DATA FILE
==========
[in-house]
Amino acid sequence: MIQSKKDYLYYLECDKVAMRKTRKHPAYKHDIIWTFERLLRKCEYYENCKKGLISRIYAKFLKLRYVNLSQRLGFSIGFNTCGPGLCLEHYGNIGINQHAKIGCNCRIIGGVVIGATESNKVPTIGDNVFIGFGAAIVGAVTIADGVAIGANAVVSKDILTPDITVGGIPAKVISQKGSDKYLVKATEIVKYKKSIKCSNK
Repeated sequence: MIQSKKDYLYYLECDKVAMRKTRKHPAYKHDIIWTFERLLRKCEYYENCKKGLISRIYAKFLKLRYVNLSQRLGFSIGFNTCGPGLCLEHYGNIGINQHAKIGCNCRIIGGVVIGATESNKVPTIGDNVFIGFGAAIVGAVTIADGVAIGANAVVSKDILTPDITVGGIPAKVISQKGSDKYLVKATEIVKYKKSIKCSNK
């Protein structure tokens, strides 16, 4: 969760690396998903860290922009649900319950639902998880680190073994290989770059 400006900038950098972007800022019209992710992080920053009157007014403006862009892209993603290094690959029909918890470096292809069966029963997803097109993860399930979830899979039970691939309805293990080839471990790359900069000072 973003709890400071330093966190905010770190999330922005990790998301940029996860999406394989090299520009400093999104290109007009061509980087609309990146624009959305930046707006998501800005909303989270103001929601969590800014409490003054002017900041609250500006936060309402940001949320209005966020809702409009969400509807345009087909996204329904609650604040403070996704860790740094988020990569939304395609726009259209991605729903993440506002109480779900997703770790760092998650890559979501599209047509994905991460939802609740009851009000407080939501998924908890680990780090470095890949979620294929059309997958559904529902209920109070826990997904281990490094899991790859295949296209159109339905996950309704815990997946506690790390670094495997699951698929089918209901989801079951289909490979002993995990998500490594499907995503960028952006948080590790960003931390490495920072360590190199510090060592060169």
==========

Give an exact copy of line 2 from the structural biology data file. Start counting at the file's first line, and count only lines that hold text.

Amino acid sequence: MIQSKKDYLYYLECDKVAMRKTRKHPAYKHDIIWTFERLLRKCEYYENCKKGLISRIYAKFLKLRYVNLSQRLGFSIGFNTCGPGLCLEHYGNIGINQHAKIGCNCRIIGGVVIGATESNKVPTIGDNVFIGFGAAIVGAVTIADGVAIGANAVVSKDILTPDITVGGIPAKVISQKGSDKYLVKATEIVKYKKSIKCSNK